Research Group Peter Schall

Institute of Physics, University of Amsterdam

Scaling up Superlubricity

Friction between moving parts and the associated wear are responsible for about 25% of the world’s energy consumption. Superlubricity is a new mechanism of ultralow friction between solid surfaces, achieved with 2D materials such as graphene. When the atomic valleys are in incommensurate alignment (as illustrated in the title image), the atomic forces balance, and the friction coefficient drops to ultralow values. While the superlubric properties of ideal flat graphene surfaces has been measured in the lab, it has poorly been explored in applications. In the EU project SSLiP, we aim to lift superlubricity to the macroscopic scale. The idea is to use particles coated with superlubric material such as graphene or MoS2 to obtain a lubricant that can be used in applications at large scale. This requires understanding of not only of the superlubric mechanism, but also of the flow properties and structure of the superlubric particles under mechanical excitation. To obtain insight, we combine measurement of the resistance of these particles to shear with direct imaging of their structure and contacts using 3D confocal microscopy. This technique allows tracking the individual particles during applied deformation to reconstruct their flow fields. To image the contact network, we will explore the natural fluorescence of the 2D materials, which becomes quenched when 2D material layers are in contact. These microscopic observations should give insight into the micromechanics of ultralow-friction lubricants.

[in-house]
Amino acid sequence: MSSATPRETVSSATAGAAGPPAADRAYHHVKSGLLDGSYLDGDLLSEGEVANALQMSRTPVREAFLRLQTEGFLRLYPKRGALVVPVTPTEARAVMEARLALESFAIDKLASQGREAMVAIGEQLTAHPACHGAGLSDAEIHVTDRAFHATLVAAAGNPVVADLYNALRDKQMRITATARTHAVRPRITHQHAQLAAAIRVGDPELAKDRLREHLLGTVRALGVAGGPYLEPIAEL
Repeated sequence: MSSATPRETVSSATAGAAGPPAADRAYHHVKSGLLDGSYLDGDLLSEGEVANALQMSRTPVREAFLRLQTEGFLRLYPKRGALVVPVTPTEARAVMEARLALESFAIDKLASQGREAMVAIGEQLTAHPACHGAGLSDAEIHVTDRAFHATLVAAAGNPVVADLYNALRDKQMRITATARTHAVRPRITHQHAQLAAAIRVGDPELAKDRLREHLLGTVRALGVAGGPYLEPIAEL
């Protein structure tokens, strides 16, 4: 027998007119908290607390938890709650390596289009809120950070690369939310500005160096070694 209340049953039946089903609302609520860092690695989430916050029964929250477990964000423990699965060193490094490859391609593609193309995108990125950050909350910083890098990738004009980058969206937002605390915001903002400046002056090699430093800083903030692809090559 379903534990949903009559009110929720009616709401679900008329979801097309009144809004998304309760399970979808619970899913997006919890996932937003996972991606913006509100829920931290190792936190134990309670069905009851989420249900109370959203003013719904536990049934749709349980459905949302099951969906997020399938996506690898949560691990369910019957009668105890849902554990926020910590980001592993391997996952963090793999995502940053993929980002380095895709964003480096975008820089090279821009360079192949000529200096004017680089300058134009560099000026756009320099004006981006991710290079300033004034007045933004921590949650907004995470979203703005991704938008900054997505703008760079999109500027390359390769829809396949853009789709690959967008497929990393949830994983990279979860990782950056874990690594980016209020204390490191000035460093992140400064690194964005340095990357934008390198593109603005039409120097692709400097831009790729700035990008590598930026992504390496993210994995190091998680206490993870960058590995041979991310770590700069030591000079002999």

Commensurate (left) and incommensurate alignment (right) of graphene lattices. In the incommensurate alignment, the atomic forces balance and superlubric sliding occurs.

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